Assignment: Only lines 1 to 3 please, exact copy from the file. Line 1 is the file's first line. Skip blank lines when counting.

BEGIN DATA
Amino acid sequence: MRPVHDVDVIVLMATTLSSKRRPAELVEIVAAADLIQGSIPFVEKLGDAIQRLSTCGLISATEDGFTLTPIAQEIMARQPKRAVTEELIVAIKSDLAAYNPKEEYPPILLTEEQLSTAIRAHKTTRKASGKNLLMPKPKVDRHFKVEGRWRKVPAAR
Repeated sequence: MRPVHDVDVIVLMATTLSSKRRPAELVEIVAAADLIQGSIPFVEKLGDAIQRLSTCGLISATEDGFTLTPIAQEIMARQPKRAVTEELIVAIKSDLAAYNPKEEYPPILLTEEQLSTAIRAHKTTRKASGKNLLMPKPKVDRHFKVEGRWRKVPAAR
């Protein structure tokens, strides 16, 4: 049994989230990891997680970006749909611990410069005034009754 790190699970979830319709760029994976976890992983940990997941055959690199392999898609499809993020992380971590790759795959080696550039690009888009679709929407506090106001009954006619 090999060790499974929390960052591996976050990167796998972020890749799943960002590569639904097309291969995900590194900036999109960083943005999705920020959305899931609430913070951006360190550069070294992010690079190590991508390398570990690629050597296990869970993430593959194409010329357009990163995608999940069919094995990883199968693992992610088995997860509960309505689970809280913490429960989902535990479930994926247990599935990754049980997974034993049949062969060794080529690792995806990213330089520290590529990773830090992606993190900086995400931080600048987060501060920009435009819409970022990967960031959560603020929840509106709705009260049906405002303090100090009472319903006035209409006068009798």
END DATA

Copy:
Amino acid sequence: MRPVHDVDVIVLMATTLSSKRRPAELVEIVAAADLIQGSIPFVEKLGDAIQRLSTCGLISATEDGFTLTPIAQEIMARQPKRAVTEELIVAIKSDLAAYNPKEEYPPILLTEEQLSTAIRAHKTTRKASGKNLLMPKPKVDRHFKVEGRWRKVPAAR
Repeated sequence: MRPVHDVDVIVLMATTLSSKRRPAELVEIVAAADLIQGSIPFVEKLGDAIQRLSTCGLISATEDGFTLTPIAQEIMARQPKRAVTEELIVAIKSDLAAYNPKEEYPPILLTEEQLSTAIRAHKTTRKASGKNLLMPKPKVDRHFKVEGRWRKVPAAR
């Protein structure tokens, strides 16, 4: 049994989230990891997680970006749909611990410069005034009754 790190699970979830319709760029994976976890992983940990997941055959690199392999898609499809993020992380971590790759795959080696550039690009888009679709929407506090106001009954006619 090999060790499974929390960052591996976050990167796998972020890749799943960002590569639904097309291969995900590194900036999109960083943005999705920020959305899931609430913070951006360190550069070294992010690079190590991508390398570990690629050597296990869970993430593959194409010329357009990163995608999940069919094995990883199968693992992610088995997860509960309505689970809280913490429960989902535990479930994926247990599935990754049980997974034993049949062969060794080529690792995806990213330089520290590529990773830090992606993190900086995400931080600048987060501060920009435009819409970022990967960031959560603020929840509106709705009260049906405002303090100090009472319903006035209409006068009798």